Pike families prepared to take Govt to court

1:00 pm on 19 November 2012

A spokesperson for some of the Pike River families says they will take the Government to court if it refuses to help recover the men's remains.

Twenty-nine men died in a series of methane explosions at the underground West Coast coal mine that began on 19 November 2010. Two men managed to get out to safety.

Bernie Monk says a report they commissioned from three international mining experts is with the Government awaiting approval.

Mr Monk says a way has been found to re-enter the mine up to the point where it is blocked by a rockfall and it is now up to the Government to find the funding. He says if it won't help, the families will be taking legal action.

A spokesperson for the Acting Minister of Labour, Chris Finlayson, said on Monday the Government has not received a copy of the report.

Neville Rockhouse, whose son Ben was killed, says he is still struggling to come to terms with what happened at Pike River.

Mr Rockhouse was the safety manager at the time and says while a Royal Commission into the disaster has exonerated him, it is something he will have to live with for the rest of his life.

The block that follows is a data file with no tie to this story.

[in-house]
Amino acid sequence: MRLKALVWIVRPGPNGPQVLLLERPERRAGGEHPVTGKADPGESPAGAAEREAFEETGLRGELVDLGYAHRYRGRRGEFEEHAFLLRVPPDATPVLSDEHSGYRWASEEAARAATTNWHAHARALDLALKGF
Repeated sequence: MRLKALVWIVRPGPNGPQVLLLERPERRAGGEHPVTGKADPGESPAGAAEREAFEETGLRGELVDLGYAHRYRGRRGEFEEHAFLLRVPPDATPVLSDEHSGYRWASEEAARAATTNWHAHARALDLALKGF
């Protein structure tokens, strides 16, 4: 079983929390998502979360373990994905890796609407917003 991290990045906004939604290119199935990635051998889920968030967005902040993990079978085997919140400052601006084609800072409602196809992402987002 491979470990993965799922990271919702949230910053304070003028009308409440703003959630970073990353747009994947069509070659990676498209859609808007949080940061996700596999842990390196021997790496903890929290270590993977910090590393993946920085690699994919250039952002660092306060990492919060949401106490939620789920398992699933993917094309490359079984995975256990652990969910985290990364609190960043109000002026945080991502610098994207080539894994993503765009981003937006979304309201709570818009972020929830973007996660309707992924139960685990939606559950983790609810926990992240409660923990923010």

"The journey that we've been on over this last couple of years is just unbelievable and the frustration sort of feels surreal - it can't be happening to you, what have you done to deserve this. Going through the commission, cross-examinations, interviews - it's highly not recommended."

Mr Rockhouse says the past two years has been incredibly tough and even now he can't believe that his son is gone. He says an attempt should now be made to recover the bodies.

However, Greymouth mayor Tony Kokshoorn says getting to the main workings of the mine will be complicated and expensive.

The Royal Commission's damning report on the Pike River mine tragedy was released on 5 November. It says the company paid insufficient attention to health and safety matters and exposed workers to unacceptable risks in its drive to produce coal.

The commission also heavily criticised the then Department of Labour for failing to properly supervise the mine. Only two workers, Daniel Rockhouse and Russell Smith, survived the blast.